Lost 124 students last year

Options for student transfers were reviewed at the July 28 meeting of the 509-J Board of Directors.

Superintendent Rick Molitor told board members they had three options: they could close interdistrict transfers, set a limit on the number transfers, or open interdistrict transfers to all students (which is what 509-J has been doing).

Molitor said the district had received 30 new student requests for interdistrict transfers for the coming year.

Once a year by state rules, parents can move their child to another school district during a set time period. Forms must be filled out and submitted by April 1. The 509-J district has no control over open enrollment requests to transfer out.

Last year during open enrollment, 509-J had 33 students leave, and accepted 13 students from other districts.

The 509-J District does have control of interdistrict transfers, which are student exchange agreements set by each school district. Last year, 509-J had a total of 109 students transfer out, and received five from other districts, for a net loss of 104 students. Combining interdistrict transfers with open enrollment students, 509-J lost 124 students last year.

Any policy change will not affect students who have already transferred. “Any student on a current transfer cannot be denied their transfer, according to new state legislation,” Molitor said.

“Since open enrollment is available, I think we should take that route and not do interdistrict transfers,” said board member Lyle Rehwinkel.

Board member Brad Holliday agreed, saying, “Open enrollment is a very viable option for them.”

Around 19 Simnasho area students were granted transfers to attend South Wasco County schools in Maupin to spare them hours of bus riding time. They will still be able to attend in Maupin, but the board had questions about their younger siblings, and where they would attend.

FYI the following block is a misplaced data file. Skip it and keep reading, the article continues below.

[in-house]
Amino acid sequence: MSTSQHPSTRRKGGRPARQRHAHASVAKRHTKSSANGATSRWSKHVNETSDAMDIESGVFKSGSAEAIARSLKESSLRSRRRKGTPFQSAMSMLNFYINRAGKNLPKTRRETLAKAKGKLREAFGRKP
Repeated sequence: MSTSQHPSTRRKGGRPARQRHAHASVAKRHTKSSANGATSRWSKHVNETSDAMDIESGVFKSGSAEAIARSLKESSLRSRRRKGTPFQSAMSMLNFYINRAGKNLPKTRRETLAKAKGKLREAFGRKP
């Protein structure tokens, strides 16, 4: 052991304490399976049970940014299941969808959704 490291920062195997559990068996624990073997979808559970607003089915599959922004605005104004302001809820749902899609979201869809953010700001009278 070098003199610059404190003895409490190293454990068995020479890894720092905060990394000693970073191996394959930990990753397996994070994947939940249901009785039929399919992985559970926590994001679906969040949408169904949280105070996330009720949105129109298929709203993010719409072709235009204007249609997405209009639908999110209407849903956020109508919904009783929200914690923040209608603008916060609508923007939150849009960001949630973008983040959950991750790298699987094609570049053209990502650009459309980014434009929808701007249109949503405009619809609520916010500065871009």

Board Chairman Stan Sullivan suggested they close interdistrict transfers, and noted there was a clause for hardship cases to be brought before the board.

Holiday moved the board direct Molitor to adopt the first option, to close interdistrict transfers, which was unanimously approved.

Since this was only the first reading of the proposed policy change, the public still has time for input before a new policy is adopted.

Molitor noted, “We will send a letter to parents to show the direction we’re heading.”

Ribbon cuttings

For Warm Springs K-8 Academy, a formal ribbon cutting ceremony will be held at 10 a.m., Aug. 27, at the school site. A less formal celebration geared more for kids, will be held from 2-4 p.m., Sept. 4, during the Warm Springs back-to-school barbecue.

Buff Booster Club members Laura Rehwinkel and J.R. Brooks spoke to the board about ideas for the opening of the new Madras High School football stadium and athletic facility.

Laura Rehwinkel requested a committee be set up to do the planning, noting, “We want it done right and done big.”

She said Boosters were leaning toward holding a football scrimmage with a barbecue and ribbon-cutting two weeks before the first football game.

J.R. Brooks said the opening game should be all about the kids and football, and the pomp and circumstance of a ribbon-cutting before the game would take away from that.

The Boosters brought up the possibility of selling season tickets for the special seats in the middle of the stadium, which have backs and arm rests, as a fundraiser.

“Should we offer free gate admission for the first game, as a thank you to our community?” Molitor asked, noting it was possible since it was a nonleague game.

It was decided a Booster Club committee would be formed and come back to the board with recommendations.

In other business:

. Under personnel, Brent Walsh was hired as an assistant principal at Jefferson County Middle School, and Tayt Tolman was hired to teach special education at JCMS. The resignation of JCMS language teacher Erin Holman was accepted.

. An agreement with the city of Madras to provide a school resource officer was approved at a cost of $68,600. The base salary was increased, but the overall cost decreased because the district will not have to pay overtime.

. An agreement for Red Cross, and Forest Service and Bureau of Indian Affairs fire crews to use MHS and JCMS facilities was approved. Red Cross would use them as shelter sites for evacuated people, while fire crews could camp on the school grounds.

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